Thoughts on the military and military activities of a diverse nature. Free-ranging and eclectic.

Tuesday, January 02, 2007


This is coolbert: The Japanese.

"Our men can't beat Japs??!!" - - Australian cabinet minister upon being told of the fall of the British garrison at Singapore.


During the first six months of World War Two [WW2] in the Pacific theatre, the Japanese did have unqualified success.

To the allied forces this came as a decided and almost overwhelming shock.

This was not expected or anticipated. The Japanese would have been recognized by allied planners [American, British, Dutch] as being good soldiers, sailors, and airmen, but NOT THAT good.

The constant victories and conquests of Japan during that first six months of the war [December 1941 - - June 1942] WERE impressive.

Victories and conquests to include:

* Pearl Harbor.

* Hong Kong.

* Malaya and Singapore. [the worst defeats in the history of the British military.]

* Philippines.

* Dutch East Indies.

* Thailand.

* Burma.

* Wake Island, Guam, and the Andaman Islands.

Allied forces could not ONLY NOT defeat the Japanese anywhere, they could NOT EVEN stop further advance. The situation during that first six months was precarious for the allied forces.

The Japanese even launched surprise attacks into the Indian Ocean as far afield as Colombo, Ceylon [carrier attack] and Madagascar [midget submarines].

To what can we attribute these Japanese military successes?

A combination of factors to include:

* Much more prior combat experience. The Japanese had been fighting a full scale war in China for four years prior to Pearl Harbor. The Japanese KNEW their business.

* The Japanese were offensive minded. The allies were defensive minded. Static defense of the allied forces did not match up against Japanese infiltration [Hutier tactics??] and "herringbone" infantry tactics mastered in China.

"When you defend everything, you defend nothing" - - Frederick the Great.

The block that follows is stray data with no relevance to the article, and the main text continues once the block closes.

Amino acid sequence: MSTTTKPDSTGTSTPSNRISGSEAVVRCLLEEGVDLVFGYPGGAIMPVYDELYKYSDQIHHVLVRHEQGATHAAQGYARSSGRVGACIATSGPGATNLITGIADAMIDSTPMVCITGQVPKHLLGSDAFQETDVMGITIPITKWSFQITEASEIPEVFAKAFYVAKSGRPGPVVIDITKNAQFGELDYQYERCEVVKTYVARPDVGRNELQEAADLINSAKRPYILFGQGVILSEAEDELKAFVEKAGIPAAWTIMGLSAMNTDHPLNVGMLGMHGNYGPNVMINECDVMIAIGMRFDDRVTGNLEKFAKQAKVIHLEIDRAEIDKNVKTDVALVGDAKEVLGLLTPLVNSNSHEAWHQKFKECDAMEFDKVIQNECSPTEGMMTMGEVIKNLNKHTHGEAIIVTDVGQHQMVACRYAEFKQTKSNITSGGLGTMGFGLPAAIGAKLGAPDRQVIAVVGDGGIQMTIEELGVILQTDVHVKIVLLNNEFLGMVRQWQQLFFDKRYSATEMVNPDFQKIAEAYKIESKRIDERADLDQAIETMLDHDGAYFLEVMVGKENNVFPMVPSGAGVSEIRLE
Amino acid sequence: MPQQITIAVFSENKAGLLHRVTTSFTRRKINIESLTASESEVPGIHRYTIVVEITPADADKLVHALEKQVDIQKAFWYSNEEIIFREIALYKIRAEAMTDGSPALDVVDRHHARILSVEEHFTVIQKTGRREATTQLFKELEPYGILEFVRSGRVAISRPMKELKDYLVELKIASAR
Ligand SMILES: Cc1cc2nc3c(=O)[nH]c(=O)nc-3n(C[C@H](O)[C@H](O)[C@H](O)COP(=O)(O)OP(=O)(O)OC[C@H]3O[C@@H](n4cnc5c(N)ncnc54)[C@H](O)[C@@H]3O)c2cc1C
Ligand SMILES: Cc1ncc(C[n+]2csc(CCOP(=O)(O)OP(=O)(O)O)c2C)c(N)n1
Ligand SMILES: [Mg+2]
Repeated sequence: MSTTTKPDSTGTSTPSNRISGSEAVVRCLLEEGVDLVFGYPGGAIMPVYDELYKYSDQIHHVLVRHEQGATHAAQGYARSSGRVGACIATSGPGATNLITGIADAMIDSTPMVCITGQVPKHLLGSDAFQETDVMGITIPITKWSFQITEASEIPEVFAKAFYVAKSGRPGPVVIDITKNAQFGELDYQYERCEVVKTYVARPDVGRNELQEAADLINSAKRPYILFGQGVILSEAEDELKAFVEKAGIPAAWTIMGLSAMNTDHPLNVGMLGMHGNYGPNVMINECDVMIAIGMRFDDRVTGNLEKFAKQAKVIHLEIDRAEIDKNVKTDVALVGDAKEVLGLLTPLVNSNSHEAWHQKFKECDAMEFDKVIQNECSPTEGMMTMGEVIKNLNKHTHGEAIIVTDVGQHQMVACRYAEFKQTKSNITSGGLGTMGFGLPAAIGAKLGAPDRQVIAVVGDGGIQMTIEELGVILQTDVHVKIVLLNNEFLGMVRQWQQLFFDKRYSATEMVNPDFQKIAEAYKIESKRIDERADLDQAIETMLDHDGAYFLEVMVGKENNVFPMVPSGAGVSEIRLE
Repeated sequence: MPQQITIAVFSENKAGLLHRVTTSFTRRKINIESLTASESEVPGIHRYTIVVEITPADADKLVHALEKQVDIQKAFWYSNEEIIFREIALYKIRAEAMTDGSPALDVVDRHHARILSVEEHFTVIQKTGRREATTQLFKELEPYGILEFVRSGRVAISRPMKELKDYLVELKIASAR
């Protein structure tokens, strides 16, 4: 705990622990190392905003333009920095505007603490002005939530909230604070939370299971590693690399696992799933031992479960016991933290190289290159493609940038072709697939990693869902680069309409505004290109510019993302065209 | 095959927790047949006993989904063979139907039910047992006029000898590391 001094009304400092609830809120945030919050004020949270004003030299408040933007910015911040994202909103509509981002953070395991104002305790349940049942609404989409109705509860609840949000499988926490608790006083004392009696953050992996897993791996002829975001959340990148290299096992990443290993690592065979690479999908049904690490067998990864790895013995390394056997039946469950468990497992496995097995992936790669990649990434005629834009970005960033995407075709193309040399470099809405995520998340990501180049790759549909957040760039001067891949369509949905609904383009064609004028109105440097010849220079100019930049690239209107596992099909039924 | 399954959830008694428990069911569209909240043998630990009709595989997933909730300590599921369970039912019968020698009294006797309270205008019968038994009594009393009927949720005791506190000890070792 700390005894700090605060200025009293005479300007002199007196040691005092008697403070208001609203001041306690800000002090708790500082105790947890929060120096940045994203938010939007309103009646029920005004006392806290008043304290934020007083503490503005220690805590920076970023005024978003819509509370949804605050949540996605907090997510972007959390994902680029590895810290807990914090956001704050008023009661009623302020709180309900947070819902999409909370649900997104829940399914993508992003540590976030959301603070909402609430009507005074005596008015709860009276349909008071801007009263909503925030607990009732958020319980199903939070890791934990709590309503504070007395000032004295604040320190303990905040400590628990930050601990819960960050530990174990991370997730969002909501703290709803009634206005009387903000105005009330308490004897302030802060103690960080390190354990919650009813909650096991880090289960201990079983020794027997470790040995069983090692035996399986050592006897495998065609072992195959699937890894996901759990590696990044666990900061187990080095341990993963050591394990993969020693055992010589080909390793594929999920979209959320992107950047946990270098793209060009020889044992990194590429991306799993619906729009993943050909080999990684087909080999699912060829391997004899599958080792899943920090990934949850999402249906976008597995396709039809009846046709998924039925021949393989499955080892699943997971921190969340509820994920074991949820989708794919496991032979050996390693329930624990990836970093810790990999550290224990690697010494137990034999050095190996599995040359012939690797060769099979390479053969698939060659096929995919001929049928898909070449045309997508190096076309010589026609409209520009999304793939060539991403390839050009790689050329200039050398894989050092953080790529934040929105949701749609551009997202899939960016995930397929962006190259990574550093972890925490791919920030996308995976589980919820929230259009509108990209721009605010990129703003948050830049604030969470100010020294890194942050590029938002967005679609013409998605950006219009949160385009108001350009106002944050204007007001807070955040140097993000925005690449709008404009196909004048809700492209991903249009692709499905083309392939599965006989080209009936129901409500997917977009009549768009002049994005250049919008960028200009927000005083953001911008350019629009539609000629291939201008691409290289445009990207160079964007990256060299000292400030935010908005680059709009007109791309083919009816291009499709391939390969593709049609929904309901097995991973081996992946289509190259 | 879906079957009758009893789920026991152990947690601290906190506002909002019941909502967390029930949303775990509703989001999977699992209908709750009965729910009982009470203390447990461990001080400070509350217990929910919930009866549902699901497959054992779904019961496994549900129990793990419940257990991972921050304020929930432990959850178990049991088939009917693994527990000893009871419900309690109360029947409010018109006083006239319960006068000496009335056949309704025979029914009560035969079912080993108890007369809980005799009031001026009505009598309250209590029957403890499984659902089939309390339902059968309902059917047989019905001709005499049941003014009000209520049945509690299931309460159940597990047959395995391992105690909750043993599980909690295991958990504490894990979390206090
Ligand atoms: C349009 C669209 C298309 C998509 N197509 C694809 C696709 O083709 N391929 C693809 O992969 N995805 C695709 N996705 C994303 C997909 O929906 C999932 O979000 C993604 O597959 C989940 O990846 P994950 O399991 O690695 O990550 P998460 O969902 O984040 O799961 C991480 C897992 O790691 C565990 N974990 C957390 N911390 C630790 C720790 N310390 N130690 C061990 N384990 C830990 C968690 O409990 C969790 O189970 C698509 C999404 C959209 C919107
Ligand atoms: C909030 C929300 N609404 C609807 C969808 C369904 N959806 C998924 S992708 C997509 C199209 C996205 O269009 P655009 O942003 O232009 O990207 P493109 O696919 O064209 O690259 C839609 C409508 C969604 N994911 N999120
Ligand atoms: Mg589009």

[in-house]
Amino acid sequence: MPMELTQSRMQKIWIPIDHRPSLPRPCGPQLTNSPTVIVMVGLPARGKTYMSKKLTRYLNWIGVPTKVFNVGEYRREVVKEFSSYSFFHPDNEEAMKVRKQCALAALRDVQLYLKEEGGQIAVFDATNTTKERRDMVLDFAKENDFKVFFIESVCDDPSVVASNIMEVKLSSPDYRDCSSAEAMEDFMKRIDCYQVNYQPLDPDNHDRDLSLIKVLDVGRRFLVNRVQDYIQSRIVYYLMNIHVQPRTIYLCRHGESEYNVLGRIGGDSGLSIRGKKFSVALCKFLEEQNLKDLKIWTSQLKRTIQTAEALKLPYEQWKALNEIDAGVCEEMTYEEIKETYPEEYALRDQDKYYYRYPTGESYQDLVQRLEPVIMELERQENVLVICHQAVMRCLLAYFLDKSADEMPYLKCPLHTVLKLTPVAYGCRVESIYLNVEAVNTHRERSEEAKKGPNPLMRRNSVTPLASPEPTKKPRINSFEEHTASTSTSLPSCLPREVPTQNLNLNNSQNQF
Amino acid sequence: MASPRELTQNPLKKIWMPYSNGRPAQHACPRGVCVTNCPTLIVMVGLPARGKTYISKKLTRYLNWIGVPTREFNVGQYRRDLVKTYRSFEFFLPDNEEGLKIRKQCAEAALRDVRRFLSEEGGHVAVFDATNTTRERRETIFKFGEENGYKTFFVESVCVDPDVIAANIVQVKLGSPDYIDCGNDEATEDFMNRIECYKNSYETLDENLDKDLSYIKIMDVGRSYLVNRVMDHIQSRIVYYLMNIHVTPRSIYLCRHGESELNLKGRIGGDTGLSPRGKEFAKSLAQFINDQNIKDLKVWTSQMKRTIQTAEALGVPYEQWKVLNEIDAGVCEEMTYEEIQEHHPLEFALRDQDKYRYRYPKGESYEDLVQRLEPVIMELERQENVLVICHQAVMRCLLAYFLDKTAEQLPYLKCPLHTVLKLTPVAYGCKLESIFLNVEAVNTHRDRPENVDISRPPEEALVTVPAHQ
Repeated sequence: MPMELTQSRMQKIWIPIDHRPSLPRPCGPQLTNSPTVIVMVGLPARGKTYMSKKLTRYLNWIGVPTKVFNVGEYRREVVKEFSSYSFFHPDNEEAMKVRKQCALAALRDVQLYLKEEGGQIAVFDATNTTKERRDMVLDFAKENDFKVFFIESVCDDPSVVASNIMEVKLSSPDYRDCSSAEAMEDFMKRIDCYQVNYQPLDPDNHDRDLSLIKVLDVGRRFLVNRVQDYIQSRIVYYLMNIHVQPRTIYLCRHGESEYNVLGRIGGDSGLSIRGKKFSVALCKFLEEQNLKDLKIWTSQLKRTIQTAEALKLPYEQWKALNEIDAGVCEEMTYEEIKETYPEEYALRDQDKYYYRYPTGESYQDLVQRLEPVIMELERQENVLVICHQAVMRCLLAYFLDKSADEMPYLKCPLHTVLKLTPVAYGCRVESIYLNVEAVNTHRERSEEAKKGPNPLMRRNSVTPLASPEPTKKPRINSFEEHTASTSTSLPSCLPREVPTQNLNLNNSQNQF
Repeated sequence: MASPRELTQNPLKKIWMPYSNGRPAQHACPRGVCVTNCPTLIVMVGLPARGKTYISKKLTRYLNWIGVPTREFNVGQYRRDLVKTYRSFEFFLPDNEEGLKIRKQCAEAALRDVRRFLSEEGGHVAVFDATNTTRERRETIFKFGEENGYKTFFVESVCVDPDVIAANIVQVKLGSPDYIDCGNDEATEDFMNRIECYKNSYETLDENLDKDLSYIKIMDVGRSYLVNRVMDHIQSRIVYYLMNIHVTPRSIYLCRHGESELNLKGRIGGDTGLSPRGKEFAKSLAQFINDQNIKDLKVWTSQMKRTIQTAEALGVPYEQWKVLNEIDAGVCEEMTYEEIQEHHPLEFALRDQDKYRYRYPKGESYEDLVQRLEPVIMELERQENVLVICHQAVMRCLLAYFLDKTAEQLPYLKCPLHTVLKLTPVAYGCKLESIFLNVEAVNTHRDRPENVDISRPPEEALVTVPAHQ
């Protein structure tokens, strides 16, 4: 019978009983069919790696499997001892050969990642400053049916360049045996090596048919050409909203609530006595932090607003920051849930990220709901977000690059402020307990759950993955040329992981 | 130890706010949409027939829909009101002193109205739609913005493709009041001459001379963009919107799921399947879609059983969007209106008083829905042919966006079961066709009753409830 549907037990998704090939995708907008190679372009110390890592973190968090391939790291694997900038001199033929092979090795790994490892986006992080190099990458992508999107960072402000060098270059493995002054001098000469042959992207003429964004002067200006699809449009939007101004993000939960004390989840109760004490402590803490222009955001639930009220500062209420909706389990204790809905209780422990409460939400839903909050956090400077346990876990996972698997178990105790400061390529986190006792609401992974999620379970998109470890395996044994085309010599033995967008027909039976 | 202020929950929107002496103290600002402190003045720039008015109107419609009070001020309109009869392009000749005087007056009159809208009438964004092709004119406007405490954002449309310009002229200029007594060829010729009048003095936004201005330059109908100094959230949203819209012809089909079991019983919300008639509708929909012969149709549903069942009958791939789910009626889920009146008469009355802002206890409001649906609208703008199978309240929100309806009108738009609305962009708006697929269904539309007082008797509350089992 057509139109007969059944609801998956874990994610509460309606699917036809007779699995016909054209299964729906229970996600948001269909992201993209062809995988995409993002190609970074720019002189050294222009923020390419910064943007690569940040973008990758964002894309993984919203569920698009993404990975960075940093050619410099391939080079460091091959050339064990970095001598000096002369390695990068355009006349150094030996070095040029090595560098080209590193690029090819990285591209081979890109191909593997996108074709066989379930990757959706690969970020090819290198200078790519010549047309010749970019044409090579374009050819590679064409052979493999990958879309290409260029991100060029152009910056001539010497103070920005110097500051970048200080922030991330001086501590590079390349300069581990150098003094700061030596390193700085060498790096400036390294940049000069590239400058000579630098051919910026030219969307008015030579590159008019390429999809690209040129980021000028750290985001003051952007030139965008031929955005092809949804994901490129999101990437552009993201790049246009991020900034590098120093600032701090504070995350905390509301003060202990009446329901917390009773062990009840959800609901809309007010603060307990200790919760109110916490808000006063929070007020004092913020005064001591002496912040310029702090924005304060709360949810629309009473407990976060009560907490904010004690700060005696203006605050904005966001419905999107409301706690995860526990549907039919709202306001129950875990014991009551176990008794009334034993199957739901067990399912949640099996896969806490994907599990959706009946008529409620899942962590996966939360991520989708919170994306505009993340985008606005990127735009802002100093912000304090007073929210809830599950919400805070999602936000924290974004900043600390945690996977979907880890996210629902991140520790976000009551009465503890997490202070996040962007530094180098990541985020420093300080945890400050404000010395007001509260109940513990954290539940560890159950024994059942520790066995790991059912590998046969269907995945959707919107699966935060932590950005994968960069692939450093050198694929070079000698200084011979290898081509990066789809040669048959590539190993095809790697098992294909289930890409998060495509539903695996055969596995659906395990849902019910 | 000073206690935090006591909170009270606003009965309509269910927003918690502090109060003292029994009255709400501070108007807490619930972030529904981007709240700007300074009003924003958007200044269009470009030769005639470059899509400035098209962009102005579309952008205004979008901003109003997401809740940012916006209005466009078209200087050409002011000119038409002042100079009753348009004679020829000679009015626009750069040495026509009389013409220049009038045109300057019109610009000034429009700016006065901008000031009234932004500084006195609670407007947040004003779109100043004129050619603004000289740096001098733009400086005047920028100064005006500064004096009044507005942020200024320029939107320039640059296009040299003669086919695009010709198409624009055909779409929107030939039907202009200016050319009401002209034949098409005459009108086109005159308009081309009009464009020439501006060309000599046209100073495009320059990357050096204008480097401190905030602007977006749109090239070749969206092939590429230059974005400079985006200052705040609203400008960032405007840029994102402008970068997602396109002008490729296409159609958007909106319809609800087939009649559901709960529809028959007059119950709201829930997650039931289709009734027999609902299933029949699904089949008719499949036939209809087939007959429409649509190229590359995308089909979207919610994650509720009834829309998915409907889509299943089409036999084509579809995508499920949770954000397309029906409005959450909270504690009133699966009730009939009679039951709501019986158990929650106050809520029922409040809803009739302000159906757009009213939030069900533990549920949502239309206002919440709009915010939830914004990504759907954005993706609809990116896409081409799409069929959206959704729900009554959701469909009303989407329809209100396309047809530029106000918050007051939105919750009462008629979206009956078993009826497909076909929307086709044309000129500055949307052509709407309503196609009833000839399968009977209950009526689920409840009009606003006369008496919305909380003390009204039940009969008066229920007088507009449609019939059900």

* The Japanese were fighting a coalition [Americans, British, Dutch]. A coalition that DID NOT have a coordinated plan. Coalitions traditionally do not fight well. Napoleon could credit a lot of his successes to this fact.

* The Japanese employed combined arms in a manner the allies could not. A concerted attack from land-sea-air that could not be matched by allied forces. With the destruction of the allied fleet at Pearl Harbor and the sinkings of the Repulse and the Prince of Wales, reinforcement and support was impossible for the embattled allied garrisons.

* The Japanese Zero in particular was an outstanding aircraft piloted by superior pilots that outperformed ANY allied aircraft in the theatre. When you achieve air superiority and consequently air supremacy, you were more or less guaranteed victory on the WW2 battlefield.

"Air superiority is the dominance in the air power of one side's air forces over the other side's during a military campaign."

"Air supremacy is the most favorable state of control of the air . . . that degree of air superiority wherein the opposing air force is incapable of effective interference."

"In the first six to twelve months of a war with the United States and Great Britain I will run wild and win victory upon victory. But then, if the war continues after that, I have no expectation of success."

- Admiral Isoroku Yamamoto, Commander in Chief of the Japanese Navy (1940)

Until Midway, absolutely true!!




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